Growing an entrepreneurial business : concepts and cases
By: Hess, Edward DMaterial type: BookPublisher: Stanford, California : Stanford Business Books, c2011.Description: xx, 387 p. : ill. ; 25 cm.ISBN: 9780804771412Program: EMBA902Subject(s): Small business -- Growth -- Textbooks | Small business -- Management -- Textbooks | Entrepreneurship -- TextbooksDDC classification: 658.4063 HE GR
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|REGULAR||University of Wollongong in Dubai Main Collection||658.4063 HE GR (Browse shelf)||Available||T0058688|
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Includes bibliographical references (p. 373-379) and index.
Growth can be good and growth can be bad -- Darden private growth company research (DPGC) -- Growth is more than a strategy -- The 4Ps of growth: planning, prioritization, processes, and pace -- The entrepreneur must grow, too! -- The challenges of building an effective management team -- Culture: creating a high-performance environment -- Growth thrusters : "replicution" and "boosters" -- The added complexity of managing a family business.
Growing an Entrepreneurial Business: Concepts and Cases is a textbook designed for courses that focus on managing small to medium sized enterprises. It focuses on the major management challenges that successful start-ups encounter when leaders decide to grow and scale their businesses.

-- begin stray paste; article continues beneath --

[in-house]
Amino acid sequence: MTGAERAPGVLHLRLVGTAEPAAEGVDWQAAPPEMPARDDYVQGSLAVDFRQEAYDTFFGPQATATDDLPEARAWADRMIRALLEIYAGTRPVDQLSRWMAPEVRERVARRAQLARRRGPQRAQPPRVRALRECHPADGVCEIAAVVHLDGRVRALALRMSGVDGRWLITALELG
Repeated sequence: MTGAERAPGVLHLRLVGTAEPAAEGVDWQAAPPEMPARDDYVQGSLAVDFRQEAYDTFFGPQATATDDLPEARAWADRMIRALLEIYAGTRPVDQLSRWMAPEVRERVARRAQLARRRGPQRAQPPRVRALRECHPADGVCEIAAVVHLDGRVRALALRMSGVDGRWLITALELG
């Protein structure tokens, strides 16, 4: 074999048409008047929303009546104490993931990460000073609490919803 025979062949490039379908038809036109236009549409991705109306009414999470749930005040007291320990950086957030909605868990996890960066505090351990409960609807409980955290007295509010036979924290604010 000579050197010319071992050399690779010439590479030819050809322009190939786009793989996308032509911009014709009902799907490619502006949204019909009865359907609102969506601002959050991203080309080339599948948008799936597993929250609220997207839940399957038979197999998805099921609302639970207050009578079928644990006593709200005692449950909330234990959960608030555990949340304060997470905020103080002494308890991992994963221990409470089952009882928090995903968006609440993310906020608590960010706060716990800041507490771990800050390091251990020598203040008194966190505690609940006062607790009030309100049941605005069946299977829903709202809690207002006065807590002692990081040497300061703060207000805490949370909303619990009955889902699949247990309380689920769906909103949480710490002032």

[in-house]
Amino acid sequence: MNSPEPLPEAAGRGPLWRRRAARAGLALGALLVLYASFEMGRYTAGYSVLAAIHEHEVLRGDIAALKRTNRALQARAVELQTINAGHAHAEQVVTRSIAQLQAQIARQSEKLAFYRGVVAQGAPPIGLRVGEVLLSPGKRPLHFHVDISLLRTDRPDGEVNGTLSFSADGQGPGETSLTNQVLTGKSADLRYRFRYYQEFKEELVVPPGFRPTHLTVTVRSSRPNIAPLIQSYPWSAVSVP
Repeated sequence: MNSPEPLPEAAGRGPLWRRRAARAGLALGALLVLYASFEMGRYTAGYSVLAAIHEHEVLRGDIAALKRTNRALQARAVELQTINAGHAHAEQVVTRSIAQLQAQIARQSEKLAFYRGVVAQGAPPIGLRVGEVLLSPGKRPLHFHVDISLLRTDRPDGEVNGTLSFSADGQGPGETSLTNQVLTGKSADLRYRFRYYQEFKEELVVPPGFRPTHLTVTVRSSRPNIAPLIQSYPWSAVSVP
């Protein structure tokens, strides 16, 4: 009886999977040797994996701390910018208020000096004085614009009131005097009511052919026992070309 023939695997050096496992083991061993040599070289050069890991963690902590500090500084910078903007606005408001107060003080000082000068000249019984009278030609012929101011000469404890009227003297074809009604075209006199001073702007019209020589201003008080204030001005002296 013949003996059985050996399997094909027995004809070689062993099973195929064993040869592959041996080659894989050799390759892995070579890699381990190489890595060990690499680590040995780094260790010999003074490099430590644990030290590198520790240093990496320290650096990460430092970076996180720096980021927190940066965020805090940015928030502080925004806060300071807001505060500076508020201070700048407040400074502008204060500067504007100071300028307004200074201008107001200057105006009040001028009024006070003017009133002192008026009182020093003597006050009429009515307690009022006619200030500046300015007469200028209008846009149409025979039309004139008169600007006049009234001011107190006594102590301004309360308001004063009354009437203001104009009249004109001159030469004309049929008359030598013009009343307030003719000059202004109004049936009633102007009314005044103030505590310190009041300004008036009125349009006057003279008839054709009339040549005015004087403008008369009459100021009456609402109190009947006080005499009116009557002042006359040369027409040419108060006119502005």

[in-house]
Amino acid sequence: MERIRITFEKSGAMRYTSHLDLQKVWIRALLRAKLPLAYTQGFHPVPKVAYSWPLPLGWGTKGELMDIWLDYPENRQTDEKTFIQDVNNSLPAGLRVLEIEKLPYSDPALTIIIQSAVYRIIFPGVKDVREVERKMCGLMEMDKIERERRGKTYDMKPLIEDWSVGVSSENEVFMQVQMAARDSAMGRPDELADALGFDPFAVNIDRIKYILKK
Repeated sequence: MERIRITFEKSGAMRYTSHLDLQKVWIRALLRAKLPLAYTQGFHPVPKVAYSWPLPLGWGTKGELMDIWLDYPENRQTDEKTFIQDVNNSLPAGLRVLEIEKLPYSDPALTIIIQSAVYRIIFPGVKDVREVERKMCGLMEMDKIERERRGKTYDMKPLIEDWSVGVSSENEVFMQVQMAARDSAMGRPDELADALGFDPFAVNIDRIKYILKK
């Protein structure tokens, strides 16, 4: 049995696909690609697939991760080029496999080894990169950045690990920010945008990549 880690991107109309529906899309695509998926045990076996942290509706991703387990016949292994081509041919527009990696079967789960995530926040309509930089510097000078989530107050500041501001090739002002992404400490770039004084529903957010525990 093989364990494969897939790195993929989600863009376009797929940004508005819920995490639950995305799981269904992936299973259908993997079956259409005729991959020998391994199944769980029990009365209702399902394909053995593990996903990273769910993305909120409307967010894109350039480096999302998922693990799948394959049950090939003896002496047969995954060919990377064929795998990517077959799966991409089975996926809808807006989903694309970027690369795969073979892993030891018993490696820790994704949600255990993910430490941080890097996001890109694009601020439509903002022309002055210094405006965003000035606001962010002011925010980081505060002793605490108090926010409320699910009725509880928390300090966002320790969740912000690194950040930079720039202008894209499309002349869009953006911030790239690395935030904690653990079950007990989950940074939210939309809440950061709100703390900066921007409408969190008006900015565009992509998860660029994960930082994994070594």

The book is divided into two parts―text and cases―to provide professors with maximum flexibility in organizing their courses. The thirty-five cases can be used in conjunction with the text, or independently. Twelve cases are written as narratives with multiple teaching points, but without a focus on a particular business decision; the remaining twenty-three cases were written around specific conundrums related to strategy, operations, finance, marketing, leadership, culture, human resources, organizational design, business model, and growth. Discussion questions are provided for each case.
The text portion of the book discusses key issues derived from the author's research and consulting, and is meant to complement the case method of teaching, raising issues for conversation. In addition to the real-world knowledge that students will derive from the cases, readers will take away research-based templates and models that they can use in developing or consulting with small businesses.